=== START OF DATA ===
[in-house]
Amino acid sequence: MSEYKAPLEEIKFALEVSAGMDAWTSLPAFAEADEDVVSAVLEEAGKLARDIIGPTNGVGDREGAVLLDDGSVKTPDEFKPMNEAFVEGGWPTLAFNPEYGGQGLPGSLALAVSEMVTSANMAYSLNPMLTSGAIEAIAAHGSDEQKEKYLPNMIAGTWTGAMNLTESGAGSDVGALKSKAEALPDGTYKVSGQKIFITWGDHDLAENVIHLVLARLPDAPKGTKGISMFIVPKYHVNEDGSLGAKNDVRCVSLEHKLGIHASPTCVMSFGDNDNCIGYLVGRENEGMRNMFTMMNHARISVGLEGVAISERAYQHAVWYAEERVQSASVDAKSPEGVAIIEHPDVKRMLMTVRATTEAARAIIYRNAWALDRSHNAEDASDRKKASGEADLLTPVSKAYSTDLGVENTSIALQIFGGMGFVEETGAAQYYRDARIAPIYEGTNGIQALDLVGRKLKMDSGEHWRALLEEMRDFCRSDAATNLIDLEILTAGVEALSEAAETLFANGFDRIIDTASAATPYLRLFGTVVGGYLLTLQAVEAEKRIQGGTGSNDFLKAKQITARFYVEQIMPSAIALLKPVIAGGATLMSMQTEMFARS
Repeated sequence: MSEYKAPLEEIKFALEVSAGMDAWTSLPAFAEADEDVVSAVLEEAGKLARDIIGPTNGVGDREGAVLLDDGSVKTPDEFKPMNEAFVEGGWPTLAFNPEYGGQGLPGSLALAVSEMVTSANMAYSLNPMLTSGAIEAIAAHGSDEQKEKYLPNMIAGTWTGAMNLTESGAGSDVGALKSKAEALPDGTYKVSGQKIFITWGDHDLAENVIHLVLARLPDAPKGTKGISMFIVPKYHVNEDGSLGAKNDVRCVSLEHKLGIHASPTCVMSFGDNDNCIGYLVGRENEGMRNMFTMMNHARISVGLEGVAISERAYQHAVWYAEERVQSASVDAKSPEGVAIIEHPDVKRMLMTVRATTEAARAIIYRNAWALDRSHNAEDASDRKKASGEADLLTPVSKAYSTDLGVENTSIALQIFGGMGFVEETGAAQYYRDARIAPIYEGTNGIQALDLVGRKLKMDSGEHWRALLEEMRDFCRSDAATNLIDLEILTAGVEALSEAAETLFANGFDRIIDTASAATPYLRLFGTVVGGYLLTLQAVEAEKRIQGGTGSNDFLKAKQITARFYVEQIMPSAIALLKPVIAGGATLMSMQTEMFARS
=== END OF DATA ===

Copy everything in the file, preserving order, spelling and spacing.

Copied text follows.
[in-house]
Amino acid sequence: MSEYKAPLEEIKFALEVSAGMDAWTSLPAFAEADEDVVSAVLEEAGKLARDIIGPTNGVGDREGAVLLDDGSVKTPDEFKPMNEAFVEGGWPTLAFNPEYGGQGLPGSLALAVSEMVTSANMAYSLNPMLTSGAIEAIAAHGSDEQKEKYLPNMIAGTWTGAMNLTESGAGSDVGALKSKAEALPDGTYKVSGQKIFITWGDHDLAENVIHLVLARLPDAPKGTKGISMFIVPKYHVNEDGSLGAKNDVRCVSLEHKLGIHASPTCVMSFGDNDNCIGYLVGRENEGMRNMFTMMNHARISVGLEGVAISERAYQHAVWYAEERVQSASVDAKSPEGVAIIEHPDVKRMLMTVRATTEAARAIIYRNAWALDRSHNAEDASDRKKASGEADLLTPVSKAYSTDLGVENTSIALQIFGGMGFVEETGAAQYYRDARIAPIYEGTNGIQALDLVGRKLKMDSGEHWRALLEEMRDFCRSDAATNLIDLEILTAGVEALSEAAETLFANGFDRIIDTASAATPYLRLFGTVVGGYLLTLQAVEAEKRIQGGTGSNDFLKAKQITARFYVEQIMPSAIALLKPVIAGGATLMSMQTEMFARS
Repeated sequence: MSEYKAPLEEIKFALEVSAGMDAWTSLPAFAEADEDVVSAVLEEAGKLARDIIGPTNGVGDREGAVLLDDGSVKTPDEFKPMNEAFVEGGWPTLAFNPEYGGQGLPGSLALAVSEMVTSANMAYSLNPMLTSGAIEAIAAHGSDEQKEKYLPNMIAGTWTGAMNLTESGAGSDVGALKSKAEALPDGTYKVSGQKIFITWGDHDLAENVIHLVLARLPDAPKGTKGISMFIVPKYHVNEDGSLGAKNDVRCVSLEHKLGIHASPTCVMSFGDNDNCIGYLVGRENEGMRNMFTMMNHARISVGLEGVAISERAYQHAVWYAEERVQSASVDAKSPEGVAIIEHPDVKRMLMTVRATTEAARAIIYRNAWALDRSHNAEDASDRKKASGEADLLTPVSKAYSTDLGVENTSIALQIFGGMGFVEETGAAQYYRDARIAPIYEGTNGIQALDLVGRKLKMDSGEHWRALLEEMRDFCRSDAATNLIDLEILTAGVEALSEAAETLFANGFDRIIDTASAATPYLRLFGTVVGGYLLTLQAVEAEKRIQGGTGSNDFLKAKQITARFYVEQIMPSAIALLKPVIAGGATLMSMQTEMFARS